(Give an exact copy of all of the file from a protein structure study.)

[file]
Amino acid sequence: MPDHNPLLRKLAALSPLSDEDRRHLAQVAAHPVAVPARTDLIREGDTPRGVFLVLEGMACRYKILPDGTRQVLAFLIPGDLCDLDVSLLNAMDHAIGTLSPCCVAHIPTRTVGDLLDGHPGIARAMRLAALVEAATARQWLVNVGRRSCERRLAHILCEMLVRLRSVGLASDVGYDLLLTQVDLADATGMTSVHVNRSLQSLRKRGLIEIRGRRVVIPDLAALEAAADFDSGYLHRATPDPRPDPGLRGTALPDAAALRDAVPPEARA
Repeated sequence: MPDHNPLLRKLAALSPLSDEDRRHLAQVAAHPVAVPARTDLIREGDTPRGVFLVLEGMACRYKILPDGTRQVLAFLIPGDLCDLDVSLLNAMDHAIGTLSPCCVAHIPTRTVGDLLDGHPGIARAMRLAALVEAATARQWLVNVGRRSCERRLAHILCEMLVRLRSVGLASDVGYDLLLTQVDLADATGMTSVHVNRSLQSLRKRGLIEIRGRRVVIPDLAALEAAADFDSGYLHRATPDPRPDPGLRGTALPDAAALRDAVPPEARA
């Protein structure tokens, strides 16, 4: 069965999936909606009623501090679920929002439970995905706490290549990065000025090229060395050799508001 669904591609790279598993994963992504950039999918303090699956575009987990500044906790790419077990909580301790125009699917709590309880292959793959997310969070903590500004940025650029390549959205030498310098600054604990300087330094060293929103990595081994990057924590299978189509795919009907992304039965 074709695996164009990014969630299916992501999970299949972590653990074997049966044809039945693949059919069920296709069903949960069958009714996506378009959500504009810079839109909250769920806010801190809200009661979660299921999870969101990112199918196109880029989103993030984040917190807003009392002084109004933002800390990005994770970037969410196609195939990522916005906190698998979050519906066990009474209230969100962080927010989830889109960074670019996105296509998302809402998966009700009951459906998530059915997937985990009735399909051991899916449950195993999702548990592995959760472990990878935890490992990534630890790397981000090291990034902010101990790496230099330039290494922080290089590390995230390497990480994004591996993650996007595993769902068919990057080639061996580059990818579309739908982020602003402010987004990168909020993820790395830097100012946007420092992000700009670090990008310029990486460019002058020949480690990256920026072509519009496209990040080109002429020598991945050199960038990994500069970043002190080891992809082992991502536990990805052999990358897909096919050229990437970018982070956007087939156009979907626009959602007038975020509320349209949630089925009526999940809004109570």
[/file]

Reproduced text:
Amino acid sequence: MPDHNPLLRKLAALSPLSDEDRRHLAQVAAHPVAVPARTDLIREGDTPRGVFLVLEGMACRYKILPDGTRQVLAFLIPGDLCDLDVSLLNAMDHAIGTLSPCCVAHIPTRTVGDLLDGHPGIARAMRLAALVEAATARQWLVNVGRRSCERRLAHILCEMLVRLRSVGLASDVGYDLLLTQVDLADATGMTSVHVNRSLQSLRKRGLIEIRGRRVVIPDLAALEAAADFDSGYLHRATPDPRPDPGLRGTALPDAAALRDAVPPEARA
Repeated sequence: MPDHNPLLRKLAALSPLSDEDRRHLAQVAAHPVAVPARTDLIREGDTPRGVFLVLEGMACRYKILPDGTRQVLAFLIPGDLCDLDVSLLNAMDHAIGTLSPCCVAHIPTRTVGDLLDGHPGIARAMRLAALVEAATARQWLVNVGRRSCERRLAHILCEMLVRLRSVGLASDVGYDLLLTQVDLADATGMTSVHVNRSLQSLRKRGLIEIRGRRVVIPDLAALEAAADFDSGYLHRATPDPRPDPGLRGTALPDAAALRDAVPPEARA
């Protein structure tokens, strides 16, 4: 069965999936909606009623501090679920929002439970995905706490290549990065000025090229060395050799508001 669904591609790279598993994963992504950039999918303090699956575009987990500044906790790419077990909580301790125009699917709590309880292959793959997310969070903590500004940025650029390549959205030498310098600054604990300087330094060293929103990595081994990057924590299978189509795919009907992304039965 074709695996164009990014969630299916992501999970299949972590653990074997049966044809039945693949059919069920296709069903949960069958009714996506378009959500504009810079839109909250769920806010801190809200009661979660299921999870969101990112199918196109880029989103993030984040917190807003009392002084109004933002800390990005994770970037969410196609195939990522916005906190698998979050519906066990009474209230969100962080927010989830889109960074670019996105296509998302809402998966009700009951459906998530059915997937985990009735399909051991899916449950195993999702548990592995959760472990990878935890490992990534630890790397981000090291990034902010101990790496230099330039290494922080290089590390995230390497990480994004591996993650996007595993769902068919990057080639061996580059990818579309739908982020602003402010987004990168909020993820790395830097100012946007420092992000700009670090990008310029990486460019002058020949480690990256920026072509519009496209990040080109002429020598991945050199960038990994500069970043002190080891992809082992991502536990990805052999990358897909096919050229990437970018982070956007087939156009979907626009959602007038975020509320349209949630089925009526999940809004109570």